Originally posted on Travel Between The Pages:


Mobstr is a cheeky London street artist who has cleverly manipulated municipal anti-graffiti crews into unwitting participation in his wall art/lit projects. In his series called “The Story”, Mobstr added a sentence to a wall and waited until it was painted over to return and continue the story.


This episode of “The Story” is composed of seven related wall posts.














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A trap door that needs sewing shut.

My mouth is a trap door that needs sewing shut.
It speaks fast before faltering.
Talk is not cheap, loose tongues are costly in love and war.

My brain is a fucking haystack, and I can’t find the needle to stitch it up.
It sparks off recklessly, bolstering,
Searching fecklessly, trying to fit around the words like a slippery glove without purchase.

The more I scrabbled, the more I tore to search it, the more loosely words were cut, the more I grasped the thread, the more it tangled, the more circular became the rut, not reaping but fat handed in the morning, surely altering everything.

I foraged, for my life, and fell in face first to find all my failings. I couldn’t speak what I was saying, couldn’t call out what I was portraying, dumbly plundering for the point.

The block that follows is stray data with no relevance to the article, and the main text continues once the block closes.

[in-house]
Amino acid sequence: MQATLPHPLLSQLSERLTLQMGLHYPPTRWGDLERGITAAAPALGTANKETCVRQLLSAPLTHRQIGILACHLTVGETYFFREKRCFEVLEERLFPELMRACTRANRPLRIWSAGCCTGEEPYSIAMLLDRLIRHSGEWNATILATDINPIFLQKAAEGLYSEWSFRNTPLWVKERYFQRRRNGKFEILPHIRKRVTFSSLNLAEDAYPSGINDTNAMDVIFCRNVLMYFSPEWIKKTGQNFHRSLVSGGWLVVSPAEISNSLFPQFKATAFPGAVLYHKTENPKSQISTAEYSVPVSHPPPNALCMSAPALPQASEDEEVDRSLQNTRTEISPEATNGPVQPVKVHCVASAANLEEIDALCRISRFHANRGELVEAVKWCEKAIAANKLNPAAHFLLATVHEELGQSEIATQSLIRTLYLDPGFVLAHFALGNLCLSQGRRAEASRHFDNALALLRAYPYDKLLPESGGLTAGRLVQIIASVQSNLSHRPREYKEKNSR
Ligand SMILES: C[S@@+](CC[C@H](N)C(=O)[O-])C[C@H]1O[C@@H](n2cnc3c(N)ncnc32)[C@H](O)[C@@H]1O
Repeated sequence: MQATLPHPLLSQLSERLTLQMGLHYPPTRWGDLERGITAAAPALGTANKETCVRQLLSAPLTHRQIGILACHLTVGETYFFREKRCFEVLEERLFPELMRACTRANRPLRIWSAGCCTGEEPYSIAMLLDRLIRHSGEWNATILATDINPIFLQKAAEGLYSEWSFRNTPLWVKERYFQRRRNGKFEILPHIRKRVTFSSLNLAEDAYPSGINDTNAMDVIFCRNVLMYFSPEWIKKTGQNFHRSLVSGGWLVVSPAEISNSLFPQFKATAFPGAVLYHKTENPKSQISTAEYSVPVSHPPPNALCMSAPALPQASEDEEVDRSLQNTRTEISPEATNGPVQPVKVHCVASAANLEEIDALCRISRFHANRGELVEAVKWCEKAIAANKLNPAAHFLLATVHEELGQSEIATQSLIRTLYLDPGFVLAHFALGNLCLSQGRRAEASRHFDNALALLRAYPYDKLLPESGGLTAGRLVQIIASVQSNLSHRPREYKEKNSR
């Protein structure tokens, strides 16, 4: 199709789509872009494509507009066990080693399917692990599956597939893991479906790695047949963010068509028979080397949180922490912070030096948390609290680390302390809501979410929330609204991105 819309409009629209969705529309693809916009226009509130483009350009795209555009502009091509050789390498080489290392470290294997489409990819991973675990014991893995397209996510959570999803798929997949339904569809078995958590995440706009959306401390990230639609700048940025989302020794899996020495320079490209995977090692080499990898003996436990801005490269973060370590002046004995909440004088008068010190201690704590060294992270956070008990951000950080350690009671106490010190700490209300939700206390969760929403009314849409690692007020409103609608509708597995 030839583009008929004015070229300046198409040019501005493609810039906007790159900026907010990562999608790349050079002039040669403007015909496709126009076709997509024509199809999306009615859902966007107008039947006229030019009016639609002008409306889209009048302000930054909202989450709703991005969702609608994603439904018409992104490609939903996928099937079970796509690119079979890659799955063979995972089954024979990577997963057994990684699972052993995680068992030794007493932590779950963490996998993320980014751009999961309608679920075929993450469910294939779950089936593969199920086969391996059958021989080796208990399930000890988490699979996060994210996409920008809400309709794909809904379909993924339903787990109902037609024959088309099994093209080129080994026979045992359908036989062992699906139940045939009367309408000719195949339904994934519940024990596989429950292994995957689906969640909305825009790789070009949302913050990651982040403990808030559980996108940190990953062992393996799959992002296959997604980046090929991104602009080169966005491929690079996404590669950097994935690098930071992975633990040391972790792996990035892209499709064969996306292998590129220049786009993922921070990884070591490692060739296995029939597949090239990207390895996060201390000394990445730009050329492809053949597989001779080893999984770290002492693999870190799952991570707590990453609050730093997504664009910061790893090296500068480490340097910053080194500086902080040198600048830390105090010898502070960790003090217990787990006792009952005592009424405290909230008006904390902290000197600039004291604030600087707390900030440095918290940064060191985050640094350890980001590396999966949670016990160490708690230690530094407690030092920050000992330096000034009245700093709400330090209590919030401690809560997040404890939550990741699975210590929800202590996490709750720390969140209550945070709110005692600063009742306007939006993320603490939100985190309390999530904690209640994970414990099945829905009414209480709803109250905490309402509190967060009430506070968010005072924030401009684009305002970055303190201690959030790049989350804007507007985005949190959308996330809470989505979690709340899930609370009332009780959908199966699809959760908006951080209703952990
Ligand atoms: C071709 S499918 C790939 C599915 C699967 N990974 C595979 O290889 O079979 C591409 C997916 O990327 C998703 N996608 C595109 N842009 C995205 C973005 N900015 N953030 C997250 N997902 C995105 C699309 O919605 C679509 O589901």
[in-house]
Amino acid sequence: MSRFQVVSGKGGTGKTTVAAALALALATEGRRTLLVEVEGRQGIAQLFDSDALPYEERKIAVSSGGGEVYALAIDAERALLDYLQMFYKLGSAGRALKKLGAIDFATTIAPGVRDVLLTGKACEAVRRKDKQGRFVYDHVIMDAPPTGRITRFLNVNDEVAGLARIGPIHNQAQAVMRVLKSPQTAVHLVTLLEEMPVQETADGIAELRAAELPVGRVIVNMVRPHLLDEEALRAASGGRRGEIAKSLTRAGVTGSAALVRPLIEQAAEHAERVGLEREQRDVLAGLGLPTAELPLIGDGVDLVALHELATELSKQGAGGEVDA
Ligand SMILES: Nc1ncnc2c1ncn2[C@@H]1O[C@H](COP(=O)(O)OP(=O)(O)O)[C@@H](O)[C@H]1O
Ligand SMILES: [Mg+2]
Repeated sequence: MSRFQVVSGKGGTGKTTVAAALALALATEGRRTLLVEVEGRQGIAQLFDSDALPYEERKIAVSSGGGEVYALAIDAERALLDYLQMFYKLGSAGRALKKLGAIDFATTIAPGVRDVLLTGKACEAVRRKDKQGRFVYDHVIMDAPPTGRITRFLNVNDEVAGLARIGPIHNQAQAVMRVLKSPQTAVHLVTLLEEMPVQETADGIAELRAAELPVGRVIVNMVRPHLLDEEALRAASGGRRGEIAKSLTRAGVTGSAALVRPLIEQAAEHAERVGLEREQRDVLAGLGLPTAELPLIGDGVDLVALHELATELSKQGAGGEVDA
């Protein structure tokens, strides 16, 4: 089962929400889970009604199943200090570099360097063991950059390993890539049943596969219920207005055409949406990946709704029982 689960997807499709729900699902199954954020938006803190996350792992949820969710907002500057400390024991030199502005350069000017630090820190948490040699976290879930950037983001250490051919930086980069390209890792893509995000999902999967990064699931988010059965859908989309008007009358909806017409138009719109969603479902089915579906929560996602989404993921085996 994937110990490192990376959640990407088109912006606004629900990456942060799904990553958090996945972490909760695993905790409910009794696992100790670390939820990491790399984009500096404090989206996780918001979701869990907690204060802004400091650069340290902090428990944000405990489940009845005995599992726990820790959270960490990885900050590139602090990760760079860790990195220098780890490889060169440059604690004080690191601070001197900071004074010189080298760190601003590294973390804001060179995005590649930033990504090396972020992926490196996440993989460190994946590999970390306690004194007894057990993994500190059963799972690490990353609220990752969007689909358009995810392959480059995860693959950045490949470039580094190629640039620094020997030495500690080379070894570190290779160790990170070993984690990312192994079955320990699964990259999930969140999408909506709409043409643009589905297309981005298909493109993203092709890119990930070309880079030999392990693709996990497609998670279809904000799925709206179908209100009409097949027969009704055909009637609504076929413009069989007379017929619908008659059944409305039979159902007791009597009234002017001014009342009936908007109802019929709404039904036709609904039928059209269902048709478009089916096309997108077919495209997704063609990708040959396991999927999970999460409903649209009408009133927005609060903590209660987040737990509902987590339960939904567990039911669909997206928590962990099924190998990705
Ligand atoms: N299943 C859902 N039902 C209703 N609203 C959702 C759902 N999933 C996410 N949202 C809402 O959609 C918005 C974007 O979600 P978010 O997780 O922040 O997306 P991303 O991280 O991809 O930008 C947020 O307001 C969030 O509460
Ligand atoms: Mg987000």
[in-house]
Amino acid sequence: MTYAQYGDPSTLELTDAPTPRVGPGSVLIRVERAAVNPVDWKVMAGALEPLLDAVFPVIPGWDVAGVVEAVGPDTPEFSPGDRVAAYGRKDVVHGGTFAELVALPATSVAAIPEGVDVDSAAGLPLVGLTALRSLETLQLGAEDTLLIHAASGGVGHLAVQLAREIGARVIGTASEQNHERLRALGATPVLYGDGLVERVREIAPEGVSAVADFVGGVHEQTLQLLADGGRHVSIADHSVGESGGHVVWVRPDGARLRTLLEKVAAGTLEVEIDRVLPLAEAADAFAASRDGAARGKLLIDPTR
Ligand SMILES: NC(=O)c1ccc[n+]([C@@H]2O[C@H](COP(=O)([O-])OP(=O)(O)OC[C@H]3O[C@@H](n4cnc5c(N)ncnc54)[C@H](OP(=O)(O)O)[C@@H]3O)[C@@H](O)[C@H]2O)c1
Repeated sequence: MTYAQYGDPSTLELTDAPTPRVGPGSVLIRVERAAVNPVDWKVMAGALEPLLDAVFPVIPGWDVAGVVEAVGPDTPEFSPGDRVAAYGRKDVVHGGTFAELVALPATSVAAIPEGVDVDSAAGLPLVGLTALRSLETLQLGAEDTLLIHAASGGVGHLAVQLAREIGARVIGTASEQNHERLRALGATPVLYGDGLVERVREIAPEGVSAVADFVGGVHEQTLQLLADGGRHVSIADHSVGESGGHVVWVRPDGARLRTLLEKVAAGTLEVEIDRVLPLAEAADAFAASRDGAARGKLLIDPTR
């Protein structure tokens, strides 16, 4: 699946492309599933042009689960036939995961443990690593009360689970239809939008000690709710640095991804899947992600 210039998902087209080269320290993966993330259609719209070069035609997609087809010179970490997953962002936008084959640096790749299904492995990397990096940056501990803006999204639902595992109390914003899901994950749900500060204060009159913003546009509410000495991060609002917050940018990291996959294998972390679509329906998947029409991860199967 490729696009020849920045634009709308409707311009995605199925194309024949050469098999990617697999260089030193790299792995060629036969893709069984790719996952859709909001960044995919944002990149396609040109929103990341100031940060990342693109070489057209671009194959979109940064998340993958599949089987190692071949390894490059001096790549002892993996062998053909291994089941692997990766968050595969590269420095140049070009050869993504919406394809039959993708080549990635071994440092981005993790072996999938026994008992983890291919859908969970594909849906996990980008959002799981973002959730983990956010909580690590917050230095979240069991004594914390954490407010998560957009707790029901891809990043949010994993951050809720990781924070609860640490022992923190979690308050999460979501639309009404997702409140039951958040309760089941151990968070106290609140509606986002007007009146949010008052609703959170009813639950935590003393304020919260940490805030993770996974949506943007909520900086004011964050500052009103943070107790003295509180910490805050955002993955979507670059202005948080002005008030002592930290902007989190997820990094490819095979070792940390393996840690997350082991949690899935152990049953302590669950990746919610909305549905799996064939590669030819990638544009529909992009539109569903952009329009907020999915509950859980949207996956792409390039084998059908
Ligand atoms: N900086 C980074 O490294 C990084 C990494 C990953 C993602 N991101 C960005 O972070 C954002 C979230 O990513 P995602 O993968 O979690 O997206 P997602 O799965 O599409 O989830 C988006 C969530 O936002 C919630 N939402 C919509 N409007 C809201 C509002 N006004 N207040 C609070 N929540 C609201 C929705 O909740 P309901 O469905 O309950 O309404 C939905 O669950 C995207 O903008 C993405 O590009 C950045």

The eye of the storm was huge as a barn, I could see it clean before me, whilst I threaded nothing but pounding knots in my stomach.

A mess that wound around and around, starting where it finished like the fish that eats itself, tying me down, holding me hostage to the wrong message, I was bound by such a thin but solid line, an invisible noose, a fibre wire.

I can’t hack it up because it is stuck in my throat.
I can’t shed it because it’s tattooed all over my head.
I can’t purge it from this useless vessel because I keep breathing it the fuck back in.
I can’t hide it because it’s written all over my face.

I can express myself freely but it costs me, I can chase but keep going in circles, I can remove myself and stay hidden but who comes looking?
I can disappear and stay silent but my surrender is as loud as drums.

I needed stitching up. It was needless, it was needless. I just wanted to open up.
I needed stitching up. It was needless, it was needless. I just wanted to open up, like the ground, to be swallowed whole.

I Sent You An Armarda. (Song lyrics.)

You didn’t notice, but I sent you an armarda,
I sent a battalion of flutes and notes from my chest
To fight with the fading, whilst we were farther,
To arrest you further, pull your heart, make you invest.

You didn’t notice, but I called in an army.
I sent a booting of precision and uniform, flung,
To fight with the temptation whilst you were out of town.
I sang so loud you were bound to hear what I’d done.

But this orchestral silence;
It’s an interval that never ends.
And I wrote in invisible ink,
But I dare not send.

If you were a general I think I’d question your tack,
Because I let you invade, you explode, and I want my country back.
You crossed over the borders, and you fired at will.
You reap the benefits, but the fall out lingers still

And what more is left of me, now you’ve spread across my land?
I’ve been fighting for ceasefires, though I know you got what you planned.

And this ridiculous stand off;
I’ve been misfiring all my guns.